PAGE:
Union High is currently without a football team. Coach Matt Labrum decided it was time to give his players a lesson in life:
Labrum knew that a few of his players were struggling with academic issues and attitude problems this season. Then, last week the coaches learned that a Cougar player or two might have used the social media website ask.fm to anonymously engage in cyber-bullying. The target was a Union student who is not on the team.
“It just felt like everything was going in a direction that we didn’t want our young men going,” Labrum said. “We felt like we needed to make a stand.”
So after a tough home loss to Judge Memorial Catholic High School on Sept. 20, the coaches told all 80 varsity and junior varsity players to hand in their jerseys.
“We were looking at football as a right, rather than a privilege,” Labrum said.
Labrum has also outlined a fairly clear, strict path to redemption:
The entire team hadn’t been cut, though. When they met again with the coaches early the following morning they learned they had a chance to play again, but under some very specific terms.
A vote would be held to elect new captains. Players would perform acts of service for their families and document what they’d done. They would also take part in two days of community service in lieu of regular practices, attend a mandatory character-education class, a study hall session and memorize and recite a paragraph-long quote about the value of having good character.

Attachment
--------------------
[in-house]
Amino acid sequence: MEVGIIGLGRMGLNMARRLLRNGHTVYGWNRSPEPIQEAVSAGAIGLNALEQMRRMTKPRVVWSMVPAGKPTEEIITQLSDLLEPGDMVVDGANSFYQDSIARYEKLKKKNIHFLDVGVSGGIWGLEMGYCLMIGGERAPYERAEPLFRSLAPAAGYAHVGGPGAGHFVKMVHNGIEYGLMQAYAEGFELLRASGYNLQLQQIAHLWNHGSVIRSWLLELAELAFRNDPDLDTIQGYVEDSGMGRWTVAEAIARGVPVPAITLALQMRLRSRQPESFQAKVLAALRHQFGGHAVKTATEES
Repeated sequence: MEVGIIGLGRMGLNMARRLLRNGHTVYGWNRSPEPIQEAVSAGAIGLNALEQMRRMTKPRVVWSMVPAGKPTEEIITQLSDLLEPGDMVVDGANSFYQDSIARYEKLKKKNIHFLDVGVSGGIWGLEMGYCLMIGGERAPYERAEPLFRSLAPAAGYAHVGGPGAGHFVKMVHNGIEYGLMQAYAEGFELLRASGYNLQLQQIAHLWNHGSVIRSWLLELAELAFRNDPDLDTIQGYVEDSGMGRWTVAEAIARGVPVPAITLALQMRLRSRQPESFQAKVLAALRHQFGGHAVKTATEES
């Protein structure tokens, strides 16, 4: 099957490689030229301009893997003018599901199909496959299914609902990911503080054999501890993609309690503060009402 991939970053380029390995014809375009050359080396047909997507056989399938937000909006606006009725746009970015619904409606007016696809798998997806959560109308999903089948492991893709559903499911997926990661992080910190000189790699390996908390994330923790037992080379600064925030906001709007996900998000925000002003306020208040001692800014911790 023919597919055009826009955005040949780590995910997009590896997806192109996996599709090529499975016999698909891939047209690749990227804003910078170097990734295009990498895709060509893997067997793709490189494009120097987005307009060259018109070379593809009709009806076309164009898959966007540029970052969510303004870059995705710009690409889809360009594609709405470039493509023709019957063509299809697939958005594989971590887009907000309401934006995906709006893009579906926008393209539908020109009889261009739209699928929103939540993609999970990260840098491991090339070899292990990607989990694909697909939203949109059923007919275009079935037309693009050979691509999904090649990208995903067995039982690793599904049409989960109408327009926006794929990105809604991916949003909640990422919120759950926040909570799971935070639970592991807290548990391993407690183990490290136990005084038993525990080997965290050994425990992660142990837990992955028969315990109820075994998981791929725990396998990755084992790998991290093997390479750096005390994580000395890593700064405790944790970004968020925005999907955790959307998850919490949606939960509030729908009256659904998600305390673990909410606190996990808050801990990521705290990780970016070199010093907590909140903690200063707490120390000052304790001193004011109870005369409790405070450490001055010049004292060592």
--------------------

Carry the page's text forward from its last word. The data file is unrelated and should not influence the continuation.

Finally, they had to pledge to be to all practices on time, to demonstrate respect for their teachers, fellow students and members of the community and to maintain their grades.
“I think it’s going to bring our team closer,” Labrum said. “It think we’re going to be more accountable, not only for ourselves, but for our buddy next to us.”
Would that more of us had the guts to take such a stand. How are kids–boys or girls–going to learn their behavior is unacceptable if no one ever attempts to set them straight. Last night we took our cub scouts to a nearby nature preserve for a hike. They were okay on the hike (although I wouldn’t want to be the one to wash their clothes), but in the van on the way back they started getting beyond rowdy–they were coming close to tearing our van apart. We called them on it, and one boy responded, “This is just how boys play.”
This not our first group of cub scouts. We know better than that. Boys can be loud, wild, and have a perverse sense of humor, yes. But most of them understand there are limits.
My daughter later reported seeing several of the boys on their way home playing around in a neighbors’ yard and messing with their Halloween decorations. In their uniforms.
It may be time for a serious talk about representation and responsibility.